Corruption case prolongs at High Court

Corruption case prolongs at High Court

The case involving three government officials from the Ministry of Health and Health Promotion and Development Organization (HeDO) has continued to be prolonged at the High Court presided over by Justice Jaiteh due to delay in accessing clear official documents. 

The trio is Muhammadou Lamin Jaiteh, permanent secretary at the Ministry of Health, Balla Kandeh, programme manager of the Malaria Control Programme, and Omar Malle Ceesay, executive director of HePDO.

The accused persons were charged with 5 counts of theft, 8 counts of forgery, 2 counts of economic crime, 1 count of disobedience of statutory duty, 1 count of official corruption, and 1 count of conspiracy to commit a felony.

On 29, 30 and 31 January 2024, the state called one Karim S. Darboe, a witness and an accountant at the project coordinating unit under the Ministry of Health as he was mentioned by previous witnesses regarding the case.

Karim stated in court that he was not in possession of the documents the court requested, adding that the documents were forwarded to the Local Fund Agency which requested them for a review.

He explained that the Local Fund Agency was responsible for the review of the internal audit findings since the Global Fund assigned them to do so.

He said the review was done in 2021 but later, he did not know what happened to the files supposed to be returned to HePDO.

Sheriff Corr, Police Investigator at the Fraud Squad, testified in court that during their investigation, other files like study reports, curriculum vitae (CV) and contracts documents were recovered between the Ministry of Health and the Global Fund.

He added that the study reports were related to the studies that were conducted by the said consultants and the CVs and contracts of those consultants were recovered by the second accused, Omar Malleh Ceesay.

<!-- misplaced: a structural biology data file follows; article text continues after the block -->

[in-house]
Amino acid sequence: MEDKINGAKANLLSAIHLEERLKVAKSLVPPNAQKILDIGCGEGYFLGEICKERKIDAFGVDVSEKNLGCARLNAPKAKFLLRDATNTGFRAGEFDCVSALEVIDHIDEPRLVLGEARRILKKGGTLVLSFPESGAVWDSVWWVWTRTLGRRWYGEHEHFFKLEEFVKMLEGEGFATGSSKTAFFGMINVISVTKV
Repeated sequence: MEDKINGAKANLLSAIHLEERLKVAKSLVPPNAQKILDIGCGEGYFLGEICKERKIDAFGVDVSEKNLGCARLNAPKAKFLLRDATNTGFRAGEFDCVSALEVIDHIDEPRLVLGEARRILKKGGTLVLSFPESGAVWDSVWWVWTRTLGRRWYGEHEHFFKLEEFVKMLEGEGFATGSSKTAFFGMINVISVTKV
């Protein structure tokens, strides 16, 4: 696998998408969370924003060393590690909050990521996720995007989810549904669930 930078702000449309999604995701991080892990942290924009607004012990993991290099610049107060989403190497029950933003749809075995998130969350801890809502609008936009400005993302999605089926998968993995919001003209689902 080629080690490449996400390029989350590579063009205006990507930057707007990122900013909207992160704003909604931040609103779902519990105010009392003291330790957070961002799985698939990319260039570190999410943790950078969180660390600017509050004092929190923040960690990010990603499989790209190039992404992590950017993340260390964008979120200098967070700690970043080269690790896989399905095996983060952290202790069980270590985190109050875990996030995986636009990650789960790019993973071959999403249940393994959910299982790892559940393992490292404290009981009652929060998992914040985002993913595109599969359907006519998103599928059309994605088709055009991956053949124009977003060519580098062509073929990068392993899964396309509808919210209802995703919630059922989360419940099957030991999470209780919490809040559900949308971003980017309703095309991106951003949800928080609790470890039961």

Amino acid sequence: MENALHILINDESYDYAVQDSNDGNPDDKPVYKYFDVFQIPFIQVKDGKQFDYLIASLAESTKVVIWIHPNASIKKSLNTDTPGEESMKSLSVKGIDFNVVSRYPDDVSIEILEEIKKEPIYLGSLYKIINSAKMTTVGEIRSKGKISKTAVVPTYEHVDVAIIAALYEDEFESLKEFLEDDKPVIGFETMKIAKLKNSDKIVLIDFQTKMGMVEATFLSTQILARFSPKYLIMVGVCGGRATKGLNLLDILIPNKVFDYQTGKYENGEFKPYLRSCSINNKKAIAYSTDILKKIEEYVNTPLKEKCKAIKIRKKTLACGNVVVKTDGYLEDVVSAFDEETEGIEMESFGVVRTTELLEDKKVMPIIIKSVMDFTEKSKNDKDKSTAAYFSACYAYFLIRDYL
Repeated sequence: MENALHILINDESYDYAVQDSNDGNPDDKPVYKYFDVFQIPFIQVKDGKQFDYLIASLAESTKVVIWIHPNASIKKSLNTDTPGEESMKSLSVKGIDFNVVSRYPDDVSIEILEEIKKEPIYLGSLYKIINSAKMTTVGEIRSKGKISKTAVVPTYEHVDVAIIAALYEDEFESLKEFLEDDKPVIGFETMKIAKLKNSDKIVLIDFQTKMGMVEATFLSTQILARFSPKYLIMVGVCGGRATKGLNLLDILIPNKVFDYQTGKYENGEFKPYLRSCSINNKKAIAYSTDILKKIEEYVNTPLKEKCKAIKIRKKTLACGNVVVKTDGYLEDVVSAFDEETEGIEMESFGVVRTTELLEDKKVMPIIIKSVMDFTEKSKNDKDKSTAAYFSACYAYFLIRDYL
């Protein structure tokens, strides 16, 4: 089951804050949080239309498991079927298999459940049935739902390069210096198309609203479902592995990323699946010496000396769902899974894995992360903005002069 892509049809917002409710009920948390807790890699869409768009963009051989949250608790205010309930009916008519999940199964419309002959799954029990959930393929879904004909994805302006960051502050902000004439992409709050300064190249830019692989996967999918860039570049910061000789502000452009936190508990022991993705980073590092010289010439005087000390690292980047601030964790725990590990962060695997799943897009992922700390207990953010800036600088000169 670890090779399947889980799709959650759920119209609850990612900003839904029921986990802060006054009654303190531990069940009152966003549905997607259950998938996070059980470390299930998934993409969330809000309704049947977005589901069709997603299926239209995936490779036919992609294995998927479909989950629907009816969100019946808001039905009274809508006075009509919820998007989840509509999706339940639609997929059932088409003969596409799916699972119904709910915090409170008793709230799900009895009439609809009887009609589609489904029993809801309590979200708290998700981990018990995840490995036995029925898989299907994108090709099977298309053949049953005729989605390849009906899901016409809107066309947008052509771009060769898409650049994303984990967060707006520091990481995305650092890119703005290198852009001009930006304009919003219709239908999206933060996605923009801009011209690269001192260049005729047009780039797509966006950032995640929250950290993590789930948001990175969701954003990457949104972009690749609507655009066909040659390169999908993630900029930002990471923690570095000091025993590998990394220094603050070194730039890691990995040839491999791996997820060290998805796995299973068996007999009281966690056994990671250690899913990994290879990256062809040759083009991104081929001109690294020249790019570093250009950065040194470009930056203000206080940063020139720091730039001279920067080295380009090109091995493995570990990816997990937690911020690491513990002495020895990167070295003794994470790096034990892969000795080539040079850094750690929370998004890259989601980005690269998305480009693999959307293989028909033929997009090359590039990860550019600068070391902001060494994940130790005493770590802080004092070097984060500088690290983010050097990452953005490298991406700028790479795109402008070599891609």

During the course of the investigation, he testified, they requested every document related to the case but those mentioned were the ones they were provided with.

The state prosecutor, DPP A.M. Yusuf, applied to tender the documents in court but the defence counsel, L.S Camara, objected based on the fact that the documents sought to be tendered were not listed on the list of exhibits filed in the bill of indictment.

Counsel Camara further stated that the proper procedure in a criminal trial was to include all documents in the bill of indictment and serve the defence, adding that they were served but it was not indicated on the list of indictments.

The defence counsel further argued that, for the CVs and the reports to be rendered admissible they ought to be certified, which is to be a public document according to the Evidence Act.

DPP A.M. Yusuf also argued that there was nothing that showed that the CVs were not public documents, saying HePDO is not a public body and the so-called consultants were not engaged by any public body or government agency. “Therefore, the CVs cannot be said to be a public document,” he argued.

The case was adjourned until 5 February 2023

Source: The Point

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